|Added Nursing Supervisor to 3rd Level||Supervisor begins to receive 200+ escalated calls during a typical day/night shift (peaking at 279 calls/per day). Prior to this change, they’d received zero calls. I met with one of the Supervisors and quickly understood that this was not a workable situation.|
|Removed Supervisor from 3rd Level and Placed at 4th Level||Nursing Supervisor call volume significantly reduced (average of 49 calls/per day); however, overall volume of calls escalated to Level 3 (and beyond) stay at historically consistent levels. Nursing Supervisor still isn’t happy, but call volume and call response to patient are not better.|
|Removed Supervisor from 4th Level and Placed at 5th Level||Even with reduced levels of calls to the nursing supervisor, call levels are still considered intolerable, and it is deemed that the Nursing Supervisor be the last possible point of escalation (between 3–5 minutes, depending on severity of call). In the first 24 hours since the change, we’ve seen a slight reduction in calls received by the Nursing Supervisor.|
- Alarm workflow is definitely NOT “set it and forget it.” Being agile is key. You may have had a very expensive initial implementation with extensive planning and set up, but it is possible that there were erroneous assumptions going in. More likely, there has been a lot of evolution to how you use your systems. It can be tough to revisit these initiatives; however, it’s essential that you do. Be careful about knee jerk adjustments.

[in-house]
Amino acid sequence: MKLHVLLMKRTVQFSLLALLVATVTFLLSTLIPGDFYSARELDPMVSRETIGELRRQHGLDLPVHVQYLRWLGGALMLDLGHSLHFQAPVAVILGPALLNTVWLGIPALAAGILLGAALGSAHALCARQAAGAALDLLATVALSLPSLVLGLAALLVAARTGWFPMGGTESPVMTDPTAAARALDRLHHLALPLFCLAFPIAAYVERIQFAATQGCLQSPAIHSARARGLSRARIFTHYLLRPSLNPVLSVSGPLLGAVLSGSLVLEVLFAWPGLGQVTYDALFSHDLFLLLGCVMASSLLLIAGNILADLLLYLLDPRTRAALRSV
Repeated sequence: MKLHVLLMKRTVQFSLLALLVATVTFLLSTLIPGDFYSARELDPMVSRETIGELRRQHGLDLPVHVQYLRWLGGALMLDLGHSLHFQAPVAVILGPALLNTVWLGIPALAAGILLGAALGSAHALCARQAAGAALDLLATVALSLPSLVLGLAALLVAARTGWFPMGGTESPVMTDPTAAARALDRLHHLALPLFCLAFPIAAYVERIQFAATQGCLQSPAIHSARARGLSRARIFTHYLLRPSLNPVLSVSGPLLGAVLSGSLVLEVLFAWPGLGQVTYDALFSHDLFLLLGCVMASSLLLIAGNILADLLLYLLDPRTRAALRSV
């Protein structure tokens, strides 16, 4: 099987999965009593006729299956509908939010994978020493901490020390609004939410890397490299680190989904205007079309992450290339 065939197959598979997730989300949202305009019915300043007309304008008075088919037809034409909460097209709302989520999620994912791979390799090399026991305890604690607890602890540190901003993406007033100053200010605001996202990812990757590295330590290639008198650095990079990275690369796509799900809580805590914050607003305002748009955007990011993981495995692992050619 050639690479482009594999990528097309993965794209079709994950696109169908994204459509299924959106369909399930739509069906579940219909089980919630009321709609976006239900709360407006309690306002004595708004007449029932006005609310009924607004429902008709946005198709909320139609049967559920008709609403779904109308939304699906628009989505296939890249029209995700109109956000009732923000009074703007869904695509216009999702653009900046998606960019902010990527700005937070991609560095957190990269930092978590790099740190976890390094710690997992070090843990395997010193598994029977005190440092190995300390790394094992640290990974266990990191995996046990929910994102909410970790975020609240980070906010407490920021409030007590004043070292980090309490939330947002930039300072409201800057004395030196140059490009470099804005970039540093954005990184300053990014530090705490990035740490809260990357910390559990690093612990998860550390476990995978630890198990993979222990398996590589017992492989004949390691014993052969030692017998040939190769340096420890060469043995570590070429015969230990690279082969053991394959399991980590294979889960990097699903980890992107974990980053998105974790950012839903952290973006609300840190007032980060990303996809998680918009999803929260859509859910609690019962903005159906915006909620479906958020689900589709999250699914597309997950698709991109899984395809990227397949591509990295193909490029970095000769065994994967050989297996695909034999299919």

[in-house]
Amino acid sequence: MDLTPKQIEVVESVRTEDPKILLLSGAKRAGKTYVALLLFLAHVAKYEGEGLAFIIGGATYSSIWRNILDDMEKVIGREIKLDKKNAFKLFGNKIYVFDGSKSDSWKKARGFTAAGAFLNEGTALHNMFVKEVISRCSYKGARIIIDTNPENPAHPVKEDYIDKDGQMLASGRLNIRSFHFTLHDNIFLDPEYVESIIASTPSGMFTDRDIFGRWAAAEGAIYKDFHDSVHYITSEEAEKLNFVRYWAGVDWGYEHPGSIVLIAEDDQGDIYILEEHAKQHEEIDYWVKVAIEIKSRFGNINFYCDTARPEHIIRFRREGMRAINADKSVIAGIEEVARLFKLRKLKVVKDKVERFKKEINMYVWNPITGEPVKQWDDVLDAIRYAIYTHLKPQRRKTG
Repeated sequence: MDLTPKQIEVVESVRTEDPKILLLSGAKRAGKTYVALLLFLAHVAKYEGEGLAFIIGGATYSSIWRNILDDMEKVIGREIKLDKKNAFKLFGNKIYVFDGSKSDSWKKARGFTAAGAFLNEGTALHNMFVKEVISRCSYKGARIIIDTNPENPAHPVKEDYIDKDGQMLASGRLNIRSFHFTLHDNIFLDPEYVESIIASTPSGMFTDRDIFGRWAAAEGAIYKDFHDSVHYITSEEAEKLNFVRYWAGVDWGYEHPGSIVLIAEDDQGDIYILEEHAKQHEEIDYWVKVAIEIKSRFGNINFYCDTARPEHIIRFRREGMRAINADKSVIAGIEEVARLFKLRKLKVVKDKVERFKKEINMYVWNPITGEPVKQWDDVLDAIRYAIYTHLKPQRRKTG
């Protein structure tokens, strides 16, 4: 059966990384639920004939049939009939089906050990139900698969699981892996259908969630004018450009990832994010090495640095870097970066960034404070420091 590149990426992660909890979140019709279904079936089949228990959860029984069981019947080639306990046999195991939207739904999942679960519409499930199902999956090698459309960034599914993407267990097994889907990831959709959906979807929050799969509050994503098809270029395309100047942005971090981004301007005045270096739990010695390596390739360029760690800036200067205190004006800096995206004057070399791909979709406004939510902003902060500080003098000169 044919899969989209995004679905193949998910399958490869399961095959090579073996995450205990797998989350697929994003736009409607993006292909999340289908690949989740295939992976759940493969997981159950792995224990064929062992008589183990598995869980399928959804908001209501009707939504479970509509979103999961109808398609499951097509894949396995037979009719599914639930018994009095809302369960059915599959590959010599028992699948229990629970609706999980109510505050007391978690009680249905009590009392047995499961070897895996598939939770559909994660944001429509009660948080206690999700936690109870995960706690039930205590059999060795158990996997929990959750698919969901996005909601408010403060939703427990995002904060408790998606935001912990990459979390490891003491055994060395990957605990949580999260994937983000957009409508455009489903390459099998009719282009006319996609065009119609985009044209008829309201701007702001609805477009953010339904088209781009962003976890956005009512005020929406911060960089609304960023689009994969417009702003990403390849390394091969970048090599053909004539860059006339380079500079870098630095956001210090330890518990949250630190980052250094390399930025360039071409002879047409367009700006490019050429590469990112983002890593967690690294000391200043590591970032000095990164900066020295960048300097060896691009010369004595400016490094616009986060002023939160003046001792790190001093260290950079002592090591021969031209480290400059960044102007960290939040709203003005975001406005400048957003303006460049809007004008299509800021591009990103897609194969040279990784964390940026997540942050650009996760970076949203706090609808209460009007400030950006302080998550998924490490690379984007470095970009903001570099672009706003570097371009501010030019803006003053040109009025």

- Have the systems in place to baseline before you start, measure after you deploy, and be ready to revisit your measurements. Obvious disclaimer: We are in the analytics business and we are promoting the notion of embedding analytics into daily practice. But, putting our selfish interests aside, knowing where you’re coming from and where you want to go just makes sense. The Nursing Supervisors may be getting the short end of the stick, but the fact remains that consistency of care is not what this organization wants it to be. When we began our work together two and a half years ago, the customer had targeted certain standards—but it’s been difficult for them to keep their eyes on the prize.
- Someone who matters needs to own the data and its interpretation. In the case of our customer, no one truly owns the data and there isn’t anyone organizationally prominent enough to advocate on its behalf. From our experience, this really can’t be a business analyst or technical person, but rather someone involved in the outcomes. It also needs to be someone who truly understands the end-to-end workflow from both a patient and staff perspective (including a functional understanding of the technology).
- Who gets the calls is always a hot potato issue. By far, one of the most contentious issues of mobile device integration with alarming systems (like nursecall and patient monitoring) is who gets the calls and what happens when the calls are not responded to. In spite of this customer’s best efforts to provide enabling technology and copious backups, calls are still not getting answered.
- Don’t be reactive. At best, the reshuffling of escalation responsibilities have been reactive “band-aids” to mollify already overburdened roles. There may be staffing issues, HR issues, and/or technology problems that are causing this, and the causes are not malevolent. We advise our customers to look at the entire spectrum in context: your hourly, shift, daily, weekly, monthly data can raise the right questions.
Kenny Schiff is the Founder and CEO of CareSight. A 20-year veteran of the healthcare technology business, Kenny is considered by his customers and peers to be a no-nonsense, trusted resource who can be counted on to deliver complex solutions with high impact. His team pioneered managed services to clinical communications customers starting in 2003. Visionary always, but never afraid to be hands-on, CareSight is a great creative platform for Kenny’s entrepreneurial and technical passions.